Ill-fated investments in nuclear power projects by Toshiba of Japan have already precipitated an embarrassing accounting scandal at the company. Now the company is planning to sell its most valuable business, its microchip division, to try to undo the damage. In December, Toshiba warned it was preparing to write off “several billion U.S. dollars” because of ballooning expenses at its American nuclear subsidiary, Westinghouse. This followed Toshiba’s admission in 2015 that it had inflated its earnings by $1.2 billion over seven years. Banks have indicated they will keep lending money so the company can pay its bills, but without that lifeline, Toshiba, a 140-year-old business, could collapse. Toshiba said it had not yet decided what form the semiconductor spinoff would take, or how much of the business it would sell to outsiders. Damian Thong, an analyst at Macquarie Securities, said bringing in a minority investor was “clearly the default option” for Toshiba, which is eager to keep a foot in the door of the semiconductor business.  Canon’s chairman Fujio Mitarai -the Japanese camera company, which uses Toshiba’s chips- said that the semiconductor business was a valuable asset for Japan and “must be protected” and that Canon “would positively consider” investing. (The New York Times)

Innovation

BEIS commits £28m to energy innovation

The government has committed £28m to energy innovation projects. It will be dedicated to encouraging progress in smart systems, industrial energy reduction and offshore wind, explained Nick Hurd, minister for climate change and industry at the Department for Business, Energy and Industrial Strategy (BEIS). However, The Renewable Energy Association said that while funding will support growth, major policy barriers still remain before the deployment of grid-scale storage. It urged Government to address these barriers in a “timely manner”. This follows the launch of a consultation on the Government’s new Industrial Strategy on Monday in which the Government set out its intention to cut business energy costs in the UK, while maintaining commitment to clean energy sources. The paper also proposed that a £4.7bn Industrial Challenge Fund should be set up to accelerate the commercialisation smart energy technologies as well as robotics, artificial intelligence and 5G mobile networks. (Edie)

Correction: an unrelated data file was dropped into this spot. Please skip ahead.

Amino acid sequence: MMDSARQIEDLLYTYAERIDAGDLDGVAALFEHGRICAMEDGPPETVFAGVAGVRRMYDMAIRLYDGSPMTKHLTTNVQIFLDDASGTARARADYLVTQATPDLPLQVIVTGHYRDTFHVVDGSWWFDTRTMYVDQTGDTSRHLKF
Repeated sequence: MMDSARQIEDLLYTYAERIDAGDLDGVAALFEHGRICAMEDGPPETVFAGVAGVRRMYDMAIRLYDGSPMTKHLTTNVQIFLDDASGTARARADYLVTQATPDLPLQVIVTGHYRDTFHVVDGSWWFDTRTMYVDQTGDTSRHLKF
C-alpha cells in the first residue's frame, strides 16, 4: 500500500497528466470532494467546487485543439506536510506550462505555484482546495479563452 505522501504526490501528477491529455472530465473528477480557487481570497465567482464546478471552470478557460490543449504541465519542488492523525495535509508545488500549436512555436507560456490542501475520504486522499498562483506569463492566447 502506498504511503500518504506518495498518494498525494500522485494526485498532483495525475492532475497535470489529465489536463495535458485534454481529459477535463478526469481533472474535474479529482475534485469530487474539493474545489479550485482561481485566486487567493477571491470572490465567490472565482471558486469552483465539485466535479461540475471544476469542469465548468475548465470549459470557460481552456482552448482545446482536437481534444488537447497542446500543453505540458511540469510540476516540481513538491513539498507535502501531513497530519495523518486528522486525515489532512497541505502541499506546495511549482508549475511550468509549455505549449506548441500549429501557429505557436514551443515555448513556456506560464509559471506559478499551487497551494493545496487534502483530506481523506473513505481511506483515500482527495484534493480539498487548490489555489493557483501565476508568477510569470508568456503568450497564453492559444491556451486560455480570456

Supply Chain

BBFAW: US food companies continue making gains in farm animal welfare

In its fifth year, the Business Benchmark on Farm Animal Welfare (BBFAW) provides companies with a clear set of expectations on farm animal welfare management practice and reporting, enabling them to benchmark themselves against industry peers and to progressively drive up welfare standards in their supply chains. This year’s report, which is compiled in collaboration with animal welfare organizations Compassion in World Farming and World Animal Protection and investment firm Coller Capital, reveals that companies are increasingly focusing more attention and resources on farm animal welfare within their supply chains. With its Benchmark, BBFAW aims to progressively increase corporate emphasis on performance measurement and reporting of several key animal welfare areas, such as the proportion of animals that are free from intensive confinement. Thirteen US companies, including Cargill and McDonald’s, currently occupy leadership positions in the Benchmark’s top two tiers, reserved for companies that demonstrate strong commitments to farm animal welfare and have established management systems and processes.(Sustainable Brands)

Imgae source:  The Replica Oval Office in the George Bush Presidential Library and Museum at Wikipedia. Licensed under the Creative Commons Attribution 2.0 Generic license.